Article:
The old adage, "there are no atheist in fox holes " also applied to B-52 crews on missions from Guam, the rock, to Vietnam and back. My first mission was was with a crew from Fairchild AFB and started at night too. In fact the Chaplain prayed after every pre-mission briefing. We took off toward the Capital city of Guam with all 8 J-57s roaring with 8 water injection spraying into every inlet and black smoke covered every square inch of the old bumpy sloped runway. We were number 3 in the cell and immediately after gear up the copilot left his seat for a snooze and I moved to his seat. As I watched the other two acft turn and head west I became concerned because my pilot continued going East. I didn't say anything until I had to turn 90 degrees over my right shoulder to barely see the red anti collision lights flashing on the second plane going the other direction. I actually smacked the pilot on the right arm and said, "aren't you going to turn"? He instantly turned the controls and began to bank, it took a little bit to get back in line and he had to pour the coals on to catch up. I knew then that I'd better stay alert for the next 12 hours.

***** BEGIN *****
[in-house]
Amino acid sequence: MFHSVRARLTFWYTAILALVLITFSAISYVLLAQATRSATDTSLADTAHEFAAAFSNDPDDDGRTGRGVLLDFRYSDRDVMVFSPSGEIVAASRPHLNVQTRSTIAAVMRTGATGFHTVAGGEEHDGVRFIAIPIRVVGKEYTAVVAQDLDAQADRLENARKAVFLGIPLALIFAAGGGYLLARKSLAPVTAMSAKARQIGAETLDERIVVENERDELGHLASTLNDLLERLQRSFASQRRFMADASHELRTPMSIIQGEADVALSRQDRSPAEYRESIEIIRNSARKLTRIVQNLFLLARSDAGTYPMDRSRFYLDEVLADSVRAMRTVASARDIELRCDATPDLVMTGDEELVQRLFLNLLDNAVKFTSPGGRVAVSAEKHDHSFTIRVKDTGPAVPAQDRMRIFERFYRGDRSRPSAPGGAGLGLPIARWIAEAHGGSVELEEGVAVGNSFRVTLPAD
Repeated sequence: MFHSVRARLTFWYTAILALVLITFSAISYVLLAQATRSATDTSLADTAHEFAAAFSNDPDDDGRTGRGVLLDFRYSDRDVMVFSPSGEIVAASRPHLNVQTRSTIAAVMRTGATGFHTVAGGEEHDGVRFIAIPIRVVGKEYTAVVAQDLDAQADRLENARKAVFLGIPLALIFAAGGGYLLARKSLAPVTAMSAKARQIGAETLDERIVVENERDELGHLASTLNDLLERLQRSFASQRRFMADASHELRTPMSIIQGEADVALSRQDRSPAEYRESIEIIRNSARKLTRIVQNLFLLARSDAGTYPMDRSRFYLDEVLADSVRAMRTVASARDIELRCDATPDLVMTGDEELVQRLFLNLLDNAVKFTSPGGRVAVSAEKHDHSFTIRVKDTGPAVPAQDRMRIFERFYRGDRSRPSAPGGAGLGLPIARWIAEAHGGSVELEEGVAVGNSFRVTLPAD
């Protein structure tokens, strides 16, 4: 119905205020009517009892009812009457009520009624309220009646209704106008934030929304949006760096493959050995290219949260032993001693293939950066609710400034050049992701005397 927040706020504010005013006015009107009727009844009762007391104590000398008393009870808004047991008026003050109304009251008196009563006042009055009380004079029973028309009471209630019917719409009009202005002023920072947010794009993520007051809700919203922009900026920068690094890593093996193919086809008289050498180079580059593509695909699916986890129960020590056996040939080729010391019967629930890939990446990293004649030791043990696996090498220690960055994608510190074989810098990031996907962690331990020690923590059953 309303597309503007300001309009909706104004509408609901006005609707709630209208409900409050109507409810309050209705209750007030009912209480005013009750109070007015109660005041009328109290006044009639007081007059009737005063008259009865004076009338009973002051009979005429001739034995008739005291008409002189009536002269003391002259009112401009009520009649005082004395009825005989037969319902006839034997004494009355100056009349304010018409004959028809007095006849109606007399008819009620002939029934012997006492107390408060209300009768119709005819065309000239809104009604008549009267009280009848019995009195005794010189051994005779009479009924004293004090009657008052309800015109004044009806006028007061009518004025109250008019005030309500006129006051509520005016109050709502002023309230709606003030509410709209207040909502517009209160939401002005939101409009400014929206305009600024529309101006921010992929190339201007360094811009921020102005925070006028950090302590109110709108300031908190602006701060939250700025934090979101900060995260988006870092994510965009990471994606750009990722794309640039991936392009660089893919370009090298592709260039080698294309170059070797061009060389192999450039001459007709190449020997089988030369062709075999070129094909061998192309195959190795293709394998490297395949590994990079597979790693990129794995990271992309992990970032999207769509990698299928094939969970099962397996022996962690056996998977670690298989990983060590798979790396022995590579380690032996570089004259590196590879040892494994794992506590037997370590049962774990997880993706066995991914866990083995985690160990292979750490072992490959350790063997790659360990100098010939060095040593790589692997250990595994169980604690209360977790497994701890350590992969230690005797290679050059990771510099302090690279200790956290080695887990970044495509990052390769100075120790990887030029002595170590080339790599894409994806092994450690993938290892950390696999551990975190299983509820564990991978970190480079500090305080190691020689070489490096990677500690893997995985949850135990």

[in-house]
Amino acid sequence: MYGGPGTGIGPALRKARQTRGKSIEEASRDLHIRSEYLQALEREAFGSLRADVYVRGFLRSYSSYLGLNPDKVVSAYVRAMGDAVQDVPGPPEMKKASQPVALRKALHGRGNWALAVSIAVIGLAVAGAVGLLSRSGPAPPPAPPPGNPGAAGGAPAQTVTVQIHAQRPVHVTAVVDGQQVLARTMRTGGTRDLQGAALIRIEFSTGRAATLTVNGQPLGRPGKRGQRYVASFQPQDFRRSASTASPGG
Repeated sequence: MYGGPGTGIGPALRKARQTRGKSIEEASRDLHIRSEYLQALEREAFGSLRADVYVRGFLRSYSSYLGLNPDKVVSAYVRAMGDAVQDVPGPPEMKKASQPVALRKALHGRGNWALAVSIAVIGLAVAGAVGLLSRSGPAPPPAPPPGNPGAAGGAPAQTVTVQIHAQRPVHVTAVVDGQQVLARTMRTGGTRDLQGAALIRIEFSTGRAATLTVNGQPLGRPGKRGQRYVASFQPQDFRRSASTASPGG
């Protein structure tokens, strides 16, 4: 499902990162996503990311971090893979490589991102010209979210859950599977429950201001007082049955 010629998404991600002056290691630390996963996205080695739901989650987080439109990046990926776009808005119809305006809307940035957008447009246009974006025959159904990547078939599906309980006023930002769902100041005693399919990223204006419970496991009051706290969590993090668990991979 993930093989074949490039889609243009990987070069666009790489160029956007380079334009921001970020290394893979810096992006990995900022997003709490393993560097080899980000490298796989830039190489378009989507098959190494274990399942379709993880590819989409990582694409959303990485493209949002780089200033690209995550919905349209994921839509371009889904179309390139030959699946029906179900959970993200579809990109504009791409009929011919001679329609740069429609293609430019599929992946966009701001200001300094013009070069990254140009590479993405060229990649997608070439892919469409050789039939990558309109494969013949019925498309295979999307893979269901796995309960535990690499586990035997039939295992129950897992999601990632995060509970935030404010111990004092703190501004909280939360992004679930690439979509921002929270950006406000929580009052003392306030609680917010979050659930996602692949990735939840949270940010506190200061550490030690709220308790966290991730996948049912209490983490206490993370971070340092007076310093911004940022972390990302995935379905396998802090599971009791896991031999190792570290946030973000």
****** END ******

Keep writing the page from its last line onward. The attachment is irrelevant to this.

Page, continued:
I'll never forget the in flight refuelings near the Philippines on the way over. This was necessary because with a load of bombs we couldn't take off with a full fuel load . Well , my two Fairchild pilots gave me a good scaring by getting way too close to the tanker while trying to connect to the refueling boom. . I can still hear the tanker boom operator screaming, "break away", "break away" as he lay on his belly looking down at us and as I sat in the IP seat looking up through the escape hatch I saw the extended refueling boom being quickly raised to avoid smashing a hole in the top of our plane. If the hatch had been off over the copilot's head I could have reached out and touched the bottom of the KC-135A.
We always went in cells of three back in '68 too but I never could see any signs of bomb impact from that altitude and after the drop we didn't want to hang around to take any pictures. The F-4 escorts were always comforting over the zones.
I think the tail gunner had the sweetest job of the whole crew. But don't think I would have wanted to be one--too boring and lonesome back there but lots of z time for him.on the way back to the Rock. He was the only one on the crew to see the bombs impact that were dropped from his acft. cause he was seated facing aft.